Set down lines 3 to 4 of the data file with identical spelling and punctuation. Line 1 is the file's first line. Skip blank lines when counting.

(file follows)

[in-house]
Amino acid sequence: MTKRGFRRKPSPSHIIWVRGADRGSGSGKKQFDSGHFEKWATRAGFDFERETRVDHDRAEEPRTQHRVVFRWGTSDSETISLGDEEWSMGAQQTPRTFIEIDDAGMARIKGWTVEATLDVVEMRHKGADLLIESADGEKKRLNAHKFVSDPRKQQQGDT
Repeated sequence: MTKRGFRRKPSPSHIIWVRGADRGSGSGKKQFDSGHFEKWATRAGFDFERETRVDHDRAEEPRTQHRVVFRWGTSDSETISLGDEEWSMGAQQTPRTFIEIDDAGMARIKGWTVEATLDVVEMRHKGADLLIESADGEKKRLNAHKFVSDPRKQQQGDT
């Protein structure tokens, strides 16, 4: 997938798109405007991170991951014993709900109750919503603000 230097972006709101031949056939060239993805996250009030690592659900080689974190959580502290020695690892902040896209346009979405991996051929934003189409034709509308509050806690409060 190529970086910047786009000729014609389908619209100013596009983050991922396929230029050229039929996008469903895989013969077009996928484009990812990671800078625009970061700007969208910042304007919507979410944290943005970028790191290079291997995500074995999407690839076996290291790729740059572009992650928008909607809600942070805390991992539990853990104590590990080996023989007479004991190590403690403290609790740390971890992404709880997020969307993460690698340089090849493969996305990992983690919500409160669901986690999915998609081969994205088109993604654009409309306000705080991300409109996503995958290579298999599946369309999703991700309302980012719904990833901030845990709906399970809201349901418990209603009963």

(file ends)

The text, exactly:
Repeated sequence: MTKRGFRRKPSPSHIIWVRGADRGSGSGKKQFDSGHFEKWATRAGFDFERETRVDHDRAEEPRTQHRVVFRWGTSDSETISLGDEEWSMGAQQTPRTFIEIDDAGMARIKGWTVEATLDVVEMRHKGADLLIESADGEKKRLNAHKFVSDPRKQQQGDT
């Protein structure tokens, strides 16, 4: 997938798109405007991170991951014993709900109750919503603000 230097972006709101031949056939060239993805996250009030690592659900080689974190959580502290020695690892902040896209346009979405991996051929934003189409034709509308509050806690409060 190529970086910047786009000729014609389908619209100013596009983050991922396929230029050229039929996008469903895989013969077009996928484009990812990671800078625009970061700007969208910042304007919507979410944290943005970028790191290079291997995500074995999407690839076996290291790729740059572009992650928008909607809600942070805390991992539990853990104590590990080996023989007479004991190590403690403290609790740390971890992404709880997020969307993460690698340089090849493969996305990992983690919500409160669901986690999915998609081969994205088109993604654009409309306000705080991300409109996503995958290579298999599946369309999703991700309302980012719904990833901030845990709906399970809201349901418990209603009963």